Johnson & Johnson has expressed its disappointment over a decision by a US court which will allow Barr Laboratories to market its generic version of the Alzheimer’s drug Razadyne.

J&J’s Ortho-McNeil Neurologics division says that it will appeal a ruling by the US District Court of Delaware, which ruled that the patent for Razadyne (galantamine) is invalid.
A favourable decision would have provided protection for the drug until the patent expires on December 14, 2008.

In her ruling, Judge Robinson found that the '318 patent is invalid for lack of enablement. And she also denied J&J's request for a temporary restraining order which would have prevented Barr from marketing its product. The decision ends the 30-month stay with respect to the latter’s generic Razadyne plus an extended-release version of the drug.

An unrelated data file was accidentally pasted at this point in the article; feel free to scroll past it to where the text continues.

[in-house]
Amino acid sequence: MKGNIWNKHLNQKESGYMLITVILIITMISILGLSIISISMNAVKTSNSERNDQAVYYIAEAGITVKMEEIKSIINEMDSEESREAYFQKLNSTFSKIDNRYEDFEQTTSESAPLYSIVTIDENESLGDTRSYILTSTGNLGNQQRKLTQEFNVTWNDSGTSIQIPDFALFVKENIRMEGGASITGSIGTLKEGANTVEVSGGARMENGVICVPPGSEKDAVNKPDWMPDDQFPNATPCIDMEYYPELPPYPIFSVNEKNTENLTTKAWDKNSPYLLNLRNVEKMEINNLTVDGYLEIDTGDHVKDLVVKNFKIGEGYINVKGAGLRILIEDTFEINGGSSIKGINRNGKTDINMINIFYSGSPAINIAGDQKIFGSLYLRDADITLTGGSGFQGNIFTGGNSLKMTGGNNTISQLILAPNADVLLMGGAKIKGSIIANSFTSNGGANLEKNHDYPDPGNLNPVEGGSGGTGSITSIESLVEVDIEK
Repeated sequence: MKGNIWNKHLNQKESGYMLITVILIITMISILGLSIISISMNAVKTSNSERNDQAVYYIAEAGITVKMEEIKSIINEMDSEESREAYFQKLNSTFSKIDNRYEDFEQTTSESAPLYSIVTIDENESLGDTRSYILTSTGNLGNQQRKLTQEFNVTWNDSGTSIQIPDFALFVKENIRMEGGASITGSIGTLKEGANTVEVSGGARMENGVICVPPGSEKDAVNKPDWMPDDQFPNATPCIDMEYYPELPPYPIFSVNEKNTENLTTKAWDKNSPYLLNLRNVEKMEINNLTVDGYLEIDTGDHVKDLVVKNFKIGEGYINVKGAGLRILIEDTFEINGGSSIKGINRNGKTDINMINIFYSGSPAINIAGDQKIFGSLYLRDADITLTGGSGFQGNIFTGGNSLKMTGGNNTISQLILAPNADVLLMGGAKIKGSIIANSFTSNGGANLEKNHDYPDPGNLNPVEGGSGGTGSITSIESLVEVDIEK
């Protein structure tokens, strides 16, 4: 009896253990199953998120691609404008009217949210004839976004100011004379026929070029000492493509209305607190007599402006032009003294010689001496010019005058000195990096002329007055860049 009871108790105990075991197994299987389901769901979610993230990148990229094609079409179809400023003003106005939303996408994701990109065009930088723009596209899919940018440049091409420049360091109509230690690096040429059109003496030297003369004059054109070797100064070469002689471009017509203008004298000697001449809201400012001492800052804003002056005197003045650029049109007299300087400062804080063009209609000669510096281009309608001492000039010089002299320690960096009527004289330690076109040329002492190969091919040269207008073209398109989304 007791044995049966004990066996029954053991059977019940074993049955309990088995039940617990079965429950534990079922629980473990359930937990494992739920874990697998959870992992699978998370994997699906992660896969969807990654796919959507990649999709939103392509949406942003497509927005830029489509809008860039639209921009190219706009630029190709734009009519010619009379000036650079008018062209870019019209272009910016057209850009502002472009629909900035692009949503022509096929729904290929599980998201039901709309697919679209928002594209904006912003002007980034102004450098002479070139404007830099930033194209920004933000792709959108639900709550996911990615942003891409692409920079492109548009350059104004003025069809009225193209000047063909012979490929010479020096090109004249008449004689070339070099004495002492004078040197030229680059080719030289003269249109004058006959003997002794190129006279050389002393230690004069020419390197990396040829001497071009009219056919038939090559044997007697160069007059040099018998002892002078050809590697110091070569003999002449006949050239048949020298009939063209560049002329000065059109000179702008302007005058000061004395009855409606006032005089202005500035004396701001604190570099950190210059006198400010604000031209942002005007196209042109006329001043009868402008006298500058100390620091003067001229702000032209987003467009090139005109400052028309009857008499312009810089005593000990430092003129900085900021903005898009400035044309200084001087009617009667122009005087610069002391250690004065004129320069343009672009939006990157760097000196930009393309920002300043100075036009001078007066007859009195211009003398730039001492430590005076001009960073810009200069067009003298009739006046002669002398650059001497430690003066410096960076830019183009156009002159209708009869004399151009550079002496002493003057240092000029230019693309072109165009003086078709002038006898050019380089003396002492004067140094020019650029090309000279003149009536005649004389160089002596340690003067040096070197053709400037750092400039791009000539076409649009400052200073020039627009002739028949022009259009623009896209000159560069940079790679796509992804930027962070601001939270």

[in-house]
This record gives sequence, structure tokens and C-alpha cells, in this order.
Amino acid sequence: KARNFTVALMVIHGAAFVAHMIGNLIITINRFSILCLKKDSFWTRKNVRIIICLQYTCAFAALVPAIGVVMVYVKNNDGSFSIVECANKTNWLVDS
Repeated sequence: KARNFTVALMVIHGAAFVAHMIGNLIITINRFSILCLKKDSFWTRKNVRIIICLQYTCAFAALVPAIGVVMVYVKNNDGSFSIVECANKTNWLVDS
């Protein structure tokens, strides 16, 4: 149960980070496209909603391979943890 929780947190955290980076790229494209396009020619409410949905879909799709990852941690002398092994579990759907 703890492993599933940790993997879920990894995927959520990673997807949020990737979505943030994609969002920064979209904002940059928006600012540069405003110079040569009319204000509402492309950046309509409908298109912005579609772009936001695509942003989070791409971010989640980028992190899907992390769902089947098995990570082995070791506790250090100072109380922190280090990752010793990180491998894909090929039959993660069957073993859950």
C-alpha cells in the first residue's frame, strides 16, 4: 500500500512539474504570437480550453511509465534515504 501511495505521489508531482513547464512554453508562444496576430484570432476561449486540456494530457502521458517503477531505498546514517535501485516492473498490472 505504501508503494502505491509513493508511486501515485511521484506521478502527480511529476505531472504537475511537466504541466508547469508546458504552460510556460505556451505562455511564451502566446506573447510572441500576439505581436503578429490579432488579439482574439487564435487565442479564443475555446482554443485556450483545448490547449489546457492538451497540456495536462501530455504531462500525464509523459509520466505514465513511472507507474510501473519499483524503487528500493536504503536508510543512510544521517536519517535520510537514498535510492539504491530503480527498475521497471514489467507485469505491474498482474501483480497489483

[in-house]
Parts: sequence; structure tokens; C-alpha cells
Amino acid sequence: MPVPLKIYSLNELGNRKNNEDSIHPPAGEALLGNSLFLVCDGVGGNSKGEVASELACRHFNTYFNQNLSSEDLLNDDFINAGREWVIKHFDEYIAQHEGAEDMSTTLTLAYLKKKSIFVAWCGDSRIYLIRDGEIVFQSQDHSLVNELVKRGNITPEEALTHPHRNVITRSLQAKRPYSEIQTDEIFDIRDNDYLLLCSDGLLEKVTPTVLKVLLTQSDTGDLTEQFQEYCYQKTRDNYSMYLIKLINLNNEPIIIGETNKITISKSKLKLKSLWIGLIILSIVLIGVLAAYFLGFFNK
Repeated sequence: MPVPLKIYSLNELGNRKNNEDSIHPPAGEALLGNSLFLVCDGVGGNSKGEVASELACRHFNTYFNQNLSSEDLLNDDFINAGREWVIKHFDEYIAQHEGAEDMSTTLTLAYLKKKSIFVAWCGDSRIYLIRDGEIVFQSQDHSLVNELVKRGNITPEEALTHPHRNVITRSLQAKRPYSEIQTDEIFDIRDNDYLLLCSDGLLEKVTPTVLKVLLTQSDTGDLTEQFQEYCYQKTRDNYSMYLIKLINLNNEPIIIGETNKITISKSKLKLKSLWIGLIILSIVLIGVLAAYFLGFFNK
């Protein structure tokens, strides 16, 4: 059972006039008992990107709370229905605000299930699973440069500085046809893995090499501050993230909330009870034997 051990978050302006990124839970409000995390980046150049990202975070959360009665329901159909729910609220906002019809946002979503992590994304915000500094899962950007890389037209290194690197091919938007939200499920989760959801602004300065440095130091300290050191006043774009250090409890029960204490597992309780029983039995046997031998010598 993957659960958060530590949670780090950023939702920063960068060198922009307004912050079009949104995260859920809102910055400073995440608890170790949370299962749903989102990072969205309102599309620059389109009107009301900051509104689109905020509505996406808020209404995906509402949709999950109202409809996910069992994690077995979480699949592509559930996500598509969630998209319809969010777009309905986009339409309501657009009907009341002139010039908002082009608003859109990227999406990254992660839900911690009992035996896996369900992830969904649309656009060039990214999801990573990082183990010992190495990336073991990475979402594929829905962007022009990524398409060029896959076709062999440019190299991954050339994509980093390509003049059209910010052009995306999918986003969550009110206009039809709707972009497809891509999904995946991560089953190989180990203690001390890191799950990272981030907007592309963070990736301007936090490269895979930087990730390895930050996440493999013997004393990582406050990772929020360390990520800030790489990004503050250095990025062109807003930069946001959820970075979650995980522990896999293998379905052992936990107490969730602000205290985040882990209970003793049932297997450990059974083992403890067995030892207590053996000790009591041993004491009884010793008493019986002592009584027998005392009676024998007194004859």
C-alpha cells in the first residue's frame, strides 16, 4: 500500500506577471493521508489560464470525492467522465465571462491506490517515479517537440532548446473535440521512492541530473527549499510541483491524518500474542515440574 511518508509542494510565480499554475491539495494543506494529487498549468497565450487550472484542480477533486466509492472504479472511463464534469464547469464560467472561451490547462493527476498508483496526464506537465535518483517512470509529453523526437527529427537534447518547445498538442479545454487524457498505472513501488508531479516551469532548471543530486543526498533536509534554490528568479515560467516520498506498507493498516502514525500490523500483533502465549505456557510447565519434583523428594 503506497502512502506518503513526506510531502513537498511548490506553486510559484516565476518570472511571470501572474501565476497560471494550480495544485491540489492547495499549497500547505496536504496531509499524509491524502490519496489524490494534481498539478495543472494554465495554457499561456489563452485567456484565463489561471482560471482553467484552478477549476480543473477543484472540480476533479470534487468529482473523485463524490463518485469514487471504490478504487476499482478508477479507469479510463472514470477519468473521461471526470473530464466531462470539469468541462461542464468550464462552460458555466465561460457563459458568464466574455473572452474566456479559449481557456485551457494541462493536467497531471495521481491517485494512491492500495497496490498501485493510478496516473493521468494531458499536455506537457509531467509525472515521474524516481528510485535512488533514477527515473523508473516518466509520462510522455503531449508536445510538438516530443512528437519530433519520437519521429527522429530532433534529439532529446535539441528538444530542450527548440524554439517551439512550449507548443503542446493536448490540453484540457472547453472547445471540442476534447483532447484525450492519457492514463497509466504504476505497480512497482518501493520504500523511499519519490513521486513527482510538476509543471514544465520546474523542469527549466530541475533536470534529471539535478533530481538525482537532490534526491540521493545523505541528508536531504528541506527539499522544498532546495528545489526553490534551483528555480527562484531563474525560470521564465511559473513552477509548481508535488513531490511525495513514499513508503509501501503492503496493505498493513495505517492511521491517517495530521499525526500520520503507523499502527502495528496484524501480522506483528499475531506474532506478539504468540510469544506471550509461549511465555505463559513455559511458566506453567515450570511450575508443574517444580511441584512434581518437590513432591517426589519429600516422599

Barr filed an Abbreviated New Drug Application with the FDA for generic Razadyne on February 28, 2005, J&J sued some three months later and the subsequent trial took place in May 2007. As for Razadyne ER, J&J still claims that Barr's copy infringes the '559 patent, which is scheduled to expire on December 20, 2019 but the generics firm says that patent was not listed at the time Barr's original application was filed.

Christine Mundkur, chief executive at Barr Labs, said that the company, which is in the process of being acquired by Teva Pharmaceutical Industries of Israel, intends an ‘at risk’ launch of its generic Razadyne product “immediately following receipt of final Food and Drug Administration approval, which we expect imminently". She added that "we also are evaluating our options regarding a launch of our generic version of Razadyne ER".

According to Barr, sales of Razadyne ER reached $112 million in the 12 months ended June 2008, while Razadyne brought in $102 million. Six other generic firms are thought to be waiting to launch their versions of the drug.